When the "awesome" part of your teen's brain kicks in, there is just no stopping it. Trying to talk to it (your teen) logically when it has exploded with awesome, or anger, or sadness, or frustration is near to impossible.
In a study done a few years back, researchers wanted to look at the similarities and differences between the adult and the teen brain. Their hypothesis was that they would function the same when given an identical task to perform. While having their brains scanned, both groups were shown pictures of faces showing a variety of emotions. They were to name the emotion shown on the face. The brain scan identified the part of the brain that was in the highest activation while each subject was doing this task. The results: In the adults, the highest activation was in the frontal cortex, the thinking part of the brain. This was no surprise to the researchers, that is what they expected to find. In teens, the highest activation was in the amygdala, the emotional center of the brain. Literally, adults and teens live in different parts of the brain. How many adults would look at 4 nights on concrete waiting for concert tickets, heaven! I rest my case.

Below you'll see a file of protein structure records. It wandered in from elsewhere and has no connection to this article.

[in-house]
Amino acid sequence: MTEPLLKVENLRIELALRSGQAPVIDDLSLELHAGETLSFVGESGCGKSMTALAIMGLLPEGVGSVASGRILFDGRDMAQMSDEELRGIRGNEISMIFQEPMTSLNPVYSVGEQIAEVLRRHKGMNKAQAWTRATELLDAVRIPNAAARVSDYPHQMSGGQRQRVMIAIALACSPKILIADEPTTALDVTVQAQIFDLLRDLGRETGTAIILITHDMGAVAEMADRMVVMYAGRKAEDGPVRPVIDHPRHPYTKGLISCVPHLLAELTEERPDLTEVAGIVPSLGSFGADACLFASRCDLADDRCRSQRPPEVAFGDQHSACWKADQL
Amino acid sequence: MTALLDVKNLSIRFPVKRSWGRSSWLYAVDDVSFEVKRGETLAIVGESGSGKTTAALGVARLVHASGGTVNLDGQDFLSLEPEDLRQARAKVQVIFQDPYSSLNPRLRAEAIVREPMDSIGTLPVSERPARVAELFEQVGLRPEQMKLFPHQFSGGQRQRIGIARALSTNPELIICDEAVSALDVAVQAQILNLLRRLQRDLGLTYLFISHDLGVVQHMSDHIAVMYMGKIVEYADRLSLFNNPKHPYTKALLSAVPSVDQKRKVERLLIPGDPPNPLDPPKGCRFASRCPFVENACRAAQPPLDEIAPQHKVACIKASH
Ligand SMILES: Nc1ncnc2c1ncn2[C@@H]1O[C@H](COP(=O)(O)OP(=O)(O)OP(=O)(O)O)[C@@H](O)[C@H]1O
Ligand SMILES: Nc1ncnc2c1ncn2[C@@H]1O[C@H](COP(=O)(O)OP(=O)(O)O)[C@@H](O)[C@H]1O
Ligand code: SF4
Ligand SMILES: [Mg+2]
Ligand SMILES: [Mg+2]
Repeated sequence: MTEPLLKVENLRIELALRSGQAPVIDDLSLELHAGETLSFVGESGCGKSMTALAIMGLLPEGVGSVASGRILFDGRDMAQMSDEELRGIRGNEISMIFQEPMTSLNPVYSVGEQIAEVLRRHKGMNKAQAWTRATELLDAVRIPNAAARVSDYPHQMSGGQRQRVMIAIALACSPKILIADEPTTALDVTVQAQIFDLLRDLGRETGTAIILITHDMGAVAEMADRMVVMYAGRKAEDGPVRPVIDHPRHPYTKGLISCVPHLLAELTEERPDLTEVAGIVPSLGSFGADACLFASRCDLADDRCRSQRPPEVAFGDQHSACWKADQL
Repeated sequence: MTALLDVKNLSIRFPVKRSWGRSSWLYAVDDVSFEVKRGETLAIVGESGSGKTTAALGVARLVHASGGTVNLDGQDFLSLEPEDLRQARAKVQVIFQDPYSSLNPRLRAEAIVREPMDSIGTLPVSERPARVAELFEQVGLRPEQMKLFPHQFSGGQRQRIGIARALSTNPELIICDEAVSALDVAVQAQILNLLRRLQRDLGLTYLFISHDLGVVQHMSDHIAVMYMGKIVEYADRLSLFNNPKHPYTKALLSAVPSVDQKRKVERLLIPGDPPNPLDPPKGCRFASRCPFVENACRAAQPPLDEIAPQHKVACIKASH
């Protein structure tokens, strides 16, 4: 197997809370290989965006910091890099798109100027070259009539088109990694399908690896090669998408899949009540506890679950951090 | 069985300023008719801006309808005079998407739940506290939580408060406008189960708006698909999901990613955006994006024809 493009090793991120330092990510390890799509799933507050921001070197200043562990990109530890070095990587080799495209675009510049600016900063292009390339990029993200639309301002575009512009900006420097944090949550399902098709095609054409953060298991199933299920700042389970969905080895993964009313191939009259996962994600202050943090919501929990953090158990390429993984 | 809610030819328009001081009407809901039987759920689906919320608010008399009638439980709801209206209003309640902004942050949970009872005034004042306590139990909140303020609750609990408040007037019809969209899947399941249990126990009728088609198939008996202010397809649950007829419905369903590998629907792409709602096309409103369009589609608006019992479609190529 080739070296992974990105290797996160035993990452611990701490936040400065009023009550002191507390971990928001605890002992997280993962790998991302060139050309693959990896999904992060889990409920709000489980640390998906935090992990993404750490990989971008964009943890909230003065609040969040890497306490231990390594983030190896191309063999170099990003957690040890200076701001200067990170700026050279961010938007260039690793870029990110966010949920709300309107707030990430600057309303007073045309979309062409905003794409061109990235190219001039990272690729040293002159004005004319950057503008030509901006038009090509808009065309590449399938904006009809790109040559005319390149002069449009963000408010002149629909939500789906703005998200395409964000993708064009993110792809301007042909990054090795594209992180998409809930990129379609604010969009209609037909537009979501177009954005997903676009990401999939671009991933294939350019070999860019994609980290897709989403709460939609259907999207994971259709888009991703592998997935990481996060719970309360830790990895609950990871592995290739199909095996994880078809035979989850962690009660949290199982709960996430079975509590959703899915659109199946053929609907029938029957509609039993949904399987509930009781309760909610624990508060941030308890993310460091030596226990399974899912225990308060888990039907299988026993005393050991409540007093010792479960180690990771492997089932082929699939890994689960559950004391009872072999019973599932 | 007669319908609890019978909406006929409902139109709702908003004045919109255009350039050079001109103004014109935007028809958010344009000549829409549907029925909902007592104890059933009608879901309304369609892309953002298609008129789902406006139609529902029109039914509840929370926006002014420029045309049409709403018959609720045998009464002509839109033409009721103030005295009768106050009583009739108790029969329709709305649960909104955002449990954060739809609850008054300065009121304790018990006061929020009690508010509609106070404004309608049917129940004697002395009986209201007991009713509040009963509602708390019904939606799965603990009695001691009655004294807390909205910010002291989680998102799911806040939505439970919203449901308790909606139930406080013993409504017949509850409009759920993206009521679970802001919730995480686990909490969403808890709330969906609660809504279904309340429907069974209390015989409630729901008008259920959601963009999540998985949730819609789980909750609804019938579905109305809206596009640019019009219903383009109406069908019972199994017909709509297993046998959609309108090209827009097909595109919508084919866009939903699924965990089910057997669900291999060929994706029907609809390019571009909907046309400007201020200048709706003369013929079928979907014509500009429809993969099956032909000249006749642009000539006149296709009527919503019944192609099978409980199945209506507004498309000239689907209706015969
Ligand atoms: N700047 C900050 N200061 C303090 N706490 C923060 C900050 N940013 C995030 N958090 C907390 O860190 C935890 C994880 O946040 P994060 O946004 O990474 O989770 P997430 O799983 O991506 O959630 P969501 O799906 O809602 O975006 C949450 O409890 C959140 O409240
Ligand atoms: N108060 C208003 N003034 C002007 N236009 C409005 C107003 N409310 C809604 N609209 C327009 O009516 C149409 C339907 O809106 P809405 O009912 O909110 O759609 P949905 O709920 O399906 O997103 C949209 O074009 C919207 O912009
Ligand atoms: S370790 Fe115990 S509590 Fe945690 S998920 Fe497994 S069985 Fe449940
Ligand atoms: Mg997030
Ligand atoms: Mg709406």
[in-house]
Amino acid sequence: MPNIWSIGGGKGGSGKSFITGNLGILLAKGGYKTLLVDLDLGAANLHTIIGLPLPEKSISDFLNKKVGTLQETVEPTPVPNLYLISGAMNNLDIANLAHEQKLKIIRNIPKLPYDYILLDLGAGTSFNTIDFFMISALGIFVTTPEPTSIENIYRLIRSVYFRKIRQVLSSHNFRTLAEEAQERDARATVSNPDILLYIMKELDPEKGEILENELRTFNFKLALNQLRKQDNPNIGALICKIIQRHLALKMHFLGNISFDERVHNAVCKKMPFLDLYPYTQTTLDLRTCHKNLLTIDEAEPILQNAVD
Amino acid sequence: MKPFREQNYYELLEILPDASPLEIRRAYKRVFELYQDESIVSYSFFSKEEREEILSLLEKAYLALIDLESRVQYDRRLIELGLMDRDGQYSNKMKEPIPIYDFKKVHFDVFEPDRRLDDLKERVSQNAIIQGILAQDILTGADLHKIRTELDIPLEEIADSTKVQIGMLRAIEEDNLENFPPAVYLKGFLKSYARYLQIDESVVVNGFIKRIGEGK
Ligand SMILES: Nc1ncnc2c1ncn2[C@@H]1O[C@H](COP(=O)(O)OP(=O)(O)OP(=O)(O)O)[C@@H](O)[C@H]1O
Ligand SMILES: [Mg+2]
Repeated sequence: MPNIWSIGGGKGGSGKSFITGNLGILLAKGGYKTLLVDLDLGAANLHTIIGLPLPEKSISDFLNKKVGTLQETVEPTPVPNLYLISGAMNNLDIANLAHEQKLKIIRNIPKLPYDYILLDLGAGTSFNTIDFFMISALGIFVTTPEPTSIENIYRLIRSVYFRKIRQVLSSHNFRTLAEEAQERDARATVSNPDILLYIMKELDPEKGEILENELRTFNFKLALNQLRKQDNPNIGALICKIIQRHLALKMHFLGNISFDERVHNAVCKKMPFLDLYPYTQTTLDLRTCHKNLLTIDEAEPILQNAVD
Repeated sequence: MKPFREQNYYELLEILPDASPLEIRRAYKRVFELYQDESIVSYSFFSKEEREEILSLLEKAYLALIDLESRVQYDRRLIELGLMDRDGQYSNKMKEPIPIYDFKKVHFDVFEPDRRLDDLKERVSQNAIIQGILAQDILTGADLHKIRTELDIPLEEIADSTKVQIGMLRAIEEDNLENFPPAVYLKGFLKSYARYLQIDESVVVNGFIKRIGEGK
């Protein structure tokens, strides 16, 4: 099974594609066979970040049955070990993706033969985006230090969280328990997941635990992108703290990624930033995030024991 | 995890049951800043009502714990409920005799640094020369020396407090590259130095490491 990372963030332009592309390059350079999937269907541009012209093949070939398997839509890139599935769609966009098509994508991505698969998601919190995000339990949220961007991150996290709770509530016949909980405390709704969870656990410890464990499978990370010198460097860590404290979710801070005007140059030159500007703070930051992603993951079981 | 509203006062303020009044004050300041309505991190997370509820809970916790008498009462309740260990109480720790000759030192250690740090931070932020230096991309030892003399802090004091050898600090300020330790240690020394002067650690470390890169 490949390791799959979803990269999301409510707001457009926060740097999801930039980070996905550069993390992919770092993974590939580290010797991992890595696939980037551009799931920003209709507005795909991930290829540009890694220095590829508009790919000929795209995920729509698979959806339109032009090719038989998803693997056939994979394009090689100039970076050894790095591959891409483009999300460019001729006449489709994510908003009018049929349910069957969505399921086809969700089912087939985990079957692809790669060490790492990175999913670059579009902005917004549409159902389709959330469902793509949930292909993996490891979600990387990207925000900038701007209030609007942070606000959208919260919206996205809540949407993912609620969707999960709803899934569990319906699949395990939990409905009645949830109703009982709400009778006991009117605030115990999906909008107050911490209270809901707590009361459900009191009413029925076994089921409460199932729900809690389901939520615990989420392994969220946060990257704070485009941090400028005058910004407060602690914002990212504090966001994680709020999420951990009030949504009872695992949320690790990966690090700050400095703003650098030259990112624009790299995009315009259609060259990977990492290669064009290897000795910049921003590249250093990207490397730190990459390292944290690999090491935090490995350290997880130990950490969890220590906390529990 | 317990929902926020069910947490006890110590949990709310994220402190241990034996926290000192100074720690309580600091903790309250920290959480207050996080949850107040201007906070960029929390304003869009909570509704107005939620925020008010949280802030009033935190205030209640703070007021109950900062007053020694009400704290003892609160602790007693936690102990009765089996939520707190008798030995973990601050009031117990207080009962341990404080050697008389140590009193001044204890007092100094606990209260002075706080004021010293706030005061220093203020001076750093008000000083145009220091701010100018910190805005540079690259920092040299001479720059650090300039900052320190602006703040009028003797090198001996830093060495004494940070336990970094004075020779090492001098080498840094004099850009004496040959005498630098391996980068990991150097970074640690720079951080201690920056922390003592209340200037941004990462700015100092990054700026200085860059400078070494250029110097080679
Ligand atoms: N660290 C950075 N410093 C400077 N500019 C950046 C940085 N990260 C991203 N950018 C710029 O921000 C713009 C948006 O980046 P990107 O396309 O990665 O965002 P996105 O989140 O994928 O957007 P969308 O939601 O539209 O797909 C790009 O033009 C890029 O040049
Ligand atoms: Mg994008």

Your teen will present ideas that are crazy, cockamamie, ridiculous and to them completely awesome. The logical part of their brain is often held hostage to the emotional amygdala. When you say with such incredulousness: "What were you thinking?????" after a particularly dumb incident, the truth is, they weren't thinking, they were feeling!
Your best strategy during one of these "feeling" episodes is to stay calm, avoid being judgemental or critical, saying instead: " I get this is so exciting for you, or upsetting, or frustrating." It may be that there is no need to intervene or "teach a lesson" if there is nothing unsafe or unreasonable going on. Lecturing during a "feeling" moment will literally fall on deaf ears. Perhaps this crazy idea will elicit a "no" from you. Maybe it is unsafe or unreasonable. In that case, try really hard not to label this as crazy, and a "what are you thinking moment." Instead using the "I get it: statement above, understand with them their feelings, give a short (and I mean short) explanation of why it is a no, give an "I"m sorry this can't happen, I know you are disappointed." Done!